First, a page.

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Pediatr Dent. 1992 Jul-Aug;14(4):224-30.

Oral health of children with congenital cardiac diseases: a controlled study.

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Cardiology Department, The Prince Charles' Hospital, Brisbane, Australia.


Congenital cardiac disease (CCD) is one of the most common developmental anomalies in children. Affected children require special care in dentistry because of their susceptibility to infective endocarditis from oral infections, yet little information is available on the oral health of children with CCD. The present study, which investigated 39 children with CCD and 33 healthy control siblings, showed that CCD children generally suffered poorer oral health. In patients with primary dentitions, 52% of CCD children had enamel hypoplasia, compared with only 23% in the control group. In addition, CCD children had significantly more teeth with untreated dental decay (mean dmft 4.2 vs. 2.3), and more endodontically treated teeth. Children with CCD also had less than optimal professional and home dental care. Only 31% had professional advice regarding increased preventive dental health behavior, and only 15% used fluoride supplements, although the children resided in a nonfluoridated area. Furthermore, significantly fewer CCD children had parental help with tooth brushing compared to control children. This study shows that children with CCD should be targeted for vigorous preventive dental care.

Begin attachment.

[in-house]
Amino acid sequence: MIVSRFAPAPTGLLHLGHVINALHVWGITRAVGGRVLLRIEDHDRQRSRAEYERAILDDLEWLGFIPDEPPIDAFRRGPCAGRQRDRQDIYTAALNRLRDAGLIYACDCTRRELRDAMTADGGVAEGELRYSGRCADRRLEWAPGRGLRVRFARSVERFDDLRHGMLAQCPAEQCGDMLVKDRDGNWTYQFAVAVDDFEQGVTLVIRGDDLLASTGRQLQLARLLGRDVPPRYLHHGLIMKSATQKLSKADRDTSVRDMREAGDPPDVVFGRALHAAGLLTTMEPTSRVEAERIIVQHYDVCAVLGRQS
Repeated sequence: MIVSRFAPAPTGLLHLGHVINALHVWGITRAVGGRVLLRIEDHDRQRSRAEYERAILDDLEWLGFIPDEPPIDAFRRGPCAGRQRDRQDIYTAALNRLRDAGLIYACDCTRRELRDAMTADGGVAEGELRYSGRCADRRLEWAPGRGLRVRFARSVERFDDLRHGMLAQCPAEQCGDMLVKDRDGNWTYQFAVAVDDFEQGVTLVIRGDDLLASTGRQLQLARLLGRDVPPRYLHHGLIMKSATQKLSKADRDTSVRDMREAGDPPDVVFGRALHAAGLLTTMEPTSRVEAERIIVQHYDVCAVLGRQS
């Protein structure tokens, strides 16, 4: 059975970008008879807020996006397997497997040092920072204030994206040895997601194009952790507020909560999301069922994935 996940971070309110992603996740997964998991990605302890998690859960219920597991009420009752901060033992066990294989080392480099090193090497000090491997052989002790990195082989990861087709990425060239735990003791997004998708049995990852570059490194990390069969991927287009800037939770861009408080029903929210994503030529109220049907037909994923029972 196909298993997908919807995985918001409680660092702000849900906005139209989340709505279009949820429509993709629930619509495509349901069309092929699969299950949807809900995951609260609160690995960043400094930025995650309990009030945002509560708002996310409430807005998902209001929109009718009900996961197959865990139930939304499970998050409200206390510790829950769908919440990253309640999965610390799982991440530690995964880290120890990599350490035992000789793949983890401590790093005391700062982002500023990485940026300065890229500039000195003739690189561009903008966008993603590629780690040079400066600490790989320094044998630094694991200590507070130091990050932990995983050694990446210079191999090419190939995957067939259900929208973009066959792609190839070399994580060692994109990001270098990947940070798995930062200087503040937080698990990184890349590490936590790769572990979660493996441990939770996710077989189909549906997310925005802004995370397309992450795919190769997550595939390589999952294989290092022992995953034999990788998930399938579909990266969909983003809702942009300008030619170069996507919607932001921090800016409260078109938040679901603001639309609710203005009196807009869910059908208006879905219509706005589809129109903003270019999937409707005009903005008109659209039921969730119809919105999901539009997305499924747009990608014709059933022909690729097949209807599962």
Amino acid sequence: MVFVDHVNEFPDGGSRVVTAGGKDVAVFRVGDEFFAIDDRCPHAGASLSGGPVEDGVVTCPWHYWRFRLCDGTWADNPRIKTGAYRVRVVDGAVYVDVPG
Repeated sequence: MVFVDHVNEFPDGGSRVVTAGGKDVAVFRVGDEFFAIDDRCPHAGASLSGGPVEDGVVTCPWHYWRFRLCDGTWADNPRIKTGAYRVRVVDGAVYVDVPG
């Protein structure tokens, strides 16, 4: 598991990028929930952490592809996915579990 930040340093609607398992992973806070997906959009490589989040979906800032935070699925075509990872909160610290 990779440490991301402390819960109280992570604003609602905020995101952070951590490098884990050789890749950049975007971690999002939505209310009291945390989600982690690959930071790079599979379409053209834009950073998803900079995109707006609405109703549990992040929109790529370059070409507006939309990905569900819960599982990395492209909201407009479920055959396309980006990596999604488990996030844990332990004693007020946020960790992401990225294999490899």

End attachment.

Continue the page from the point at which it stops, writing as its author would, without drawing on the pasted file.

[Indexed for MEDLINE]

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